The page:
MISERY TOWNSHIP, Maine — The company that recently received permission to build the Bingham Wind Project has its sights set on another area of northern Somerset County.

Somerset Wind LLC — a subsidiary of First Wind — has applied for permission to install six meteorological towers in Chase Stream, Misery, Misery Gore and Johnson Mountain townships, according to Samantha Horn-Olsen, planning manager for the Land Use Planning Commission. First Wind was recently purchased by SunEdison, a global renewable energy corporation.

Horn-Olsen described the towers as “structures used to gather meteorological data such as average wind speed and direction. But they’re temporary structures and won’t stay up forever.”

The structures, also known as met towers, are 197 feet high, 8 inches in diameter and painted gray, according to the application.

Horn-Olsen added that the towers still have to meet the same criteria as any other temporary structure.

“Because the towers are on large parcels and quite a distance from land boundaries, there were no abutters to notify in this case. We’ve now sent it out to other agencies that would have an interest in the project,” she said.

According to the application prepared by Stantec, a consulting firm based in Topsham, the towers will be used “to collect wind and weather data at the site to assess wind speed, direction and other factors related to determining the potential wind power project viability for this area. The relevant parcel is owned by Plum Creek Maine Timberlands LLC.

The application also states that the site is located within the Moosehead Conservation Easement where “studies of wind speed, wind direction and other meteorological data is considered a specified land use to which Plum Creek has the right to undertake on the property.”

First Wind’s application has drawn fire from the Friends of Maine’s Mountains, an advocacy group opposing wind power, because of the four unorganized territories’ proximity to Moosehead Lake.

“When Bingham [wind power] got real close to the Appalachian Trail, we were concerned,” said Chris O’Neil, whose government relations firm represents Friends of Maine’s Mountains. “This application is dealing with an area right in the North Woods, and it’s getting real serious.”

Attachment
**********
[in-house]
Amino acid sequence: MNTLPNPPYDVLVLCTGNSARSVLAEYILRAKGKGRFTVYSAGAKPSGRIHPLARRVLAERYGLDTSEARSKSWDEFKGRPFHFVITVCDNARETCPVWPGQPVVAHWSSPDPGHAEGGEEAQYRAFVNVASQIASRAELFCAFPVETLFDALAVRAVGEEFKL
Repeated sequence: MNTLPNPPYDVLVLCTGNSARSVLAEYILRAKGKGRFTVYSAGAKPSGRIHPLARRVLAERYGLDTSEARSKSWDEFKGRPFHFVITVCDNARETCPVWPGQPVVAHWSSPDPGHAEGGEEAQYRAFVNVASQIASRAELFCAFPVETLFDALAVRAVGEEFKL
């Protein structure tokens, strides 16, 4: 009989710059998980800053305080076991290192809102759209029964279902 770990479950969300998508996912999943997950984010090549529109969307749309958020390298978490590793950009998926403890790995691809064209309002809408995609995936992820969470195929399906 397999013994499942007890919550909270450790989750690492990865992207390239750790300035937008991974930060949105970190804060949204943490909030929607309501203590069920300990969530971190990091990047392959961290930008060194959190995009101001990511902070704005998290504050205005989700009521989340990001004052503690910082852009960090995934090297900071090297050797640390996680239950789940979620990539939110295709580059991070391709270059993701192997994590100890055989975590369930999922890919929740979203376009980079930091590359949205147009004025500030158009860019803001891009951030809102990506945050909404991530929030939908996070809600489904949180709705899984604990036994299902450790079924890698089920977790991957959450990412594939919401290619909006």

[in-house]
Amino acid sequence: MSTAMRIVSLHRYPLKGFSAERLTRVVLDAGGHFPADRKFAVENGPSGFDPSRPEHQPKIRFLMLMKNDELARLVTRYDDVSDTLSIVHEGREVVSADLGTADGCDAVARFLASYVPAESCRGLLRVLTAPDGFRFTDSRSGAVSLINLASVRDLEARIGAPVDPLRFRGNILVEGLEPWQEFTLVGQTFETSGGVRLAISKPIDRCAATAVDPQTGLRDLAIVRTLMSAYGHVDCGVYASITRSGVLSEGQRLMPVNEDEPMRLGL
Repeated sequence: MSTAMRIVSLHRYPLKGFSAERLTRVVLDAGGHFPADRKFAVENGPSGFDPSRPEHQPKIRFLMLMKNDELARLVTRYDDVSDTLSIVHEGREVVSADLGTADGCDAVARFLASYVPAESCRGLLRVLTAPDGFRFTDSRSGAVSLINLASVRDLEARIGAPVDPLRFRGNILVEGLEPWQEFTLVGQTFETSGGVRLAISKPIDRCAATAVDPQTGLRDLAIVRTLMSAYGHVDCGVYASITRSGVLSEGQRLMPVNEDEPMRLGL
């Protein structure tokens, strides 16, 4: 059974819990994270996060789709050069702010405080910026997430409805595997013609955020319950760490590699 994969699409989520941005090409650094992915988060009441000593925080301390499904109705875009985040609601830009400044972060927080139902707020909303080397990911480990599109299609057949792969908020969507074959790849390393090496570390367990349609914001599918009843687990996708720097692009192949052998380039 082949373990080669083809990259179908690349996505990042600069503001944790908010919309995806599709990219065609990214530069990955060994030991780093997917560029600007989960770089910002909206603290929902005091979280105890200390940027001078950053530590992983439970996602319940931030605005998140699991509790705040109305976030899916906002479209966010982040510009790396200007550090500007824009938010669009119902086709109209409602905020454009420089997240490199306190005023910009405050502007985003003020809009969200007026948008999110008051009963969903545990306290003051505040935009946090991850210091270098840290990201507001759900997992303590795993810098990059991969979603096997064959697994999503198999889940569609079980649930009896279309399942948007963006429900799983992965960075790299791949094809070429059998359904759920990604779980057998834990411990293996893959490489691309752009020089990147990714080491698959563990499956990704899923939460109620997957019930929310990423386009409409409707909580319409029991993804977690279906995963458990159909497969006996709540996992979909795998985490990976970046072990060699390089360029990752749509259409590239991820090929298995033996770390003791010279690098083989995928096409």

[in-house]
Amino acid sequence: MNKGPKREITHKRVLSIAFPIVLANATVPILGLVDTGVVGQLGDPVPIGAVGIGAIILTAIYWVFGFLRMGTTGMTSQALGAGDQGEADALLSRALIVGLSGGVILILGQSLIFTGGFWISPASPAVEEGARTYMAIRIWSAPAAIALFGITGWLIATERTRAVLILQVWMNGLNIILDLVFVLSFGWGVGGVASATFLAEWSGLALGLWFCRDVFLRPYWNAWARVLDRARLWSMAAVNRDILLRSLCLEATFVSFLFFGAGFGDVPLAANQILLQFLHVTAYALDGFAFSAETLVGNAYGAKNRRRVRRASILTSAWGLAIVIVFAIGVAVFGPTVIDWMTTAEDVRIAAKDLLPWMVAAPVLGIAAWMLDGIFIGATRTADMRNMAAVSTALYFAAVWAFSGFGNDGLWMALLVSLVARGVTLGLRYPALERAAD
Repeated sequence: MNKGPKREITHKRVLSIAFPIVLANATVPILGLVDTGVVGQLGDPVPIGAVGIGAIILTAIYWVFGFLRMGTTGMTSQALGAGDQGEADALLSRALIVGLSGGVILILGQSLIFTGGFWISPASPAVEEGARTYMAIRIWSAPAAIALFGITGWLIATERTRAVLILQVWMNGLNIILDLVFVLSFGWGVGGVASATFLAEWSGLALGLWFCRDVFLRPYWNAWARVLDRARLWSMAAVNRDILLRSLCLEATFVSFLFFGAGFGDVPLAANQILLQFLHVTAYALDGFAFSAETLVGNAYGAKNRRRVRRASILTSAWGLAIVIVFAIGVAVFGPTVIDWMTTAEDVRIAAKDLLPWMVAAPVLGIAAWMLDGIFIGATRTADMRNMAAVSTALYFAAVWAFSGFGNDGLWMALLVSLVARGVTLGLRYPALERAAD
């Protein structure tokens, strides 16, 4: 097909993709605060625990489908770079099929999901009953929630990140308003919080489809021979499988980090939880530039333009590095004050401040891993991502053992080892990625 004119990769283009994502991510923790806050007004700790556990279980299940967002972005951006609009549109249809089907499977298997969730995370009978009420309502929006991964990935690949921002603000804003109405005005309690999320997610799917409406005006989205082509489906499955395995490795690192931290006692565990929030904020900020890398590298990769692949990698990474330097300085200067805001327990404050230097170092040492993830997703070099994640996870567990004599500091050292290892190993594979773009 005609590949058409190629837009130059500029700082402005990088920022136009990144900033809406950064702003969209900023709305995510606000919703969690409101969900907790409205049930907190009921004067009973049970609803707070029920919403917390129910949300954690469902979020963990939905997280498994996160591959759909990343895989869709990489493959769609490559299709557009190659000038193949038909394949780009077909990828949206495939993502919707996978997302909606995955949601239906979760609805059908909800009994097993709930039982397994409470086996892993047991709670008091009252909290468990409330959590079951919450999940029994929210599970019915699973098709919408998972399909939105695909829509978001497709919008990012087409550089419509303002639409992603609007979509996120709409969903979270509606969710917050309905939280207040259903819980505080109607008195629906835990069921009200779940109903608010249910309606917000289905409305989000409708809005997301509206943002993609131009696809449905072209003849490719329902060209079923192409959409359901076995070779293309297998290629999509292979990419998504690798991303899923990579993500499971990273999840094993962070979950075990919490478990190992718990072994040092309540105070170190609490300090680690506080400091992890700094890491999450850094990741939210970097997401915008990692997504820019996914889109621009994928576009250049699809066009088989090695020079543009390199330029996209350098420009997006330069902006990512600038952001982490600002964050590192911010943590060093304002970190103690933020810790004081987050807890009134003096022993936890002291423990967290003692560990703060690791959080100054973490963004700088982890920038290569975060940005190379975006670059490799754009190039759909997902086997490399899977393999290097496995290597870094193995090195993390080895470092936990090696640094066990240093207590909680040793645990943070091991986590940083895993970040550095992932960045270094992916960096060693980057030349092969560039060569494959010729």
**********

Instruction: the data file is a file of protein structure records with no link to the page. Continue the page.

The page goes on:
The 185-megawatt Bingham project will have turbines located on property in Bingham, Abbot, Parkman, Mayfield Township and Kingsbury Plantation. It has reached agreements to make for 20 years annual payments of $106,900 to Bingham, $20,000 to Moscow, Abbot and Parkman, and $176,000 to Kingsbury Plantation.

The Bingham project is owned by Blue Sky West and Blue Sky West II, both former subsidiaries of wind power developer First Wind. SunEdison closed its $2.4 billion purchase of the Massachusetts-based First Wind in January, adding wind developments to its portfolio of solar power projects around the country.

O’Neil said that Friends of Maine’s Mountains has known for a long time that “Plum Creek had left open the possibility that wind power would come to their land. They’re not in the wind turbine development business, but the economics make sense to them. They can get a lot more return on investment from hosting turbines than cutting wood.”

Horn-Olsen said, however, that just because First Wind puts up meteorological towers in an area “doesn’t mean they’ll necessarily build wind turbines there. If we grant the permits for the towers, it doesn’t have any relation to the permitting process for a wind project.”

O’Neil agreed.

“But it doesn’t hurt to get educated early and organize early,” he said. “I spend a lot of time in the Moosehead Lake region, and people are used to their views and dark skies.”

Public comments are still being taken on the application through the Bangor LUPC office, but Horn-Olsen advises anyone with input should call or email the agency soon.

Call Karen Bolstridge at 941-4042 or email Karen.Bolstridge@maine.gov.

BDN writer Darren Fishell contributed to this report.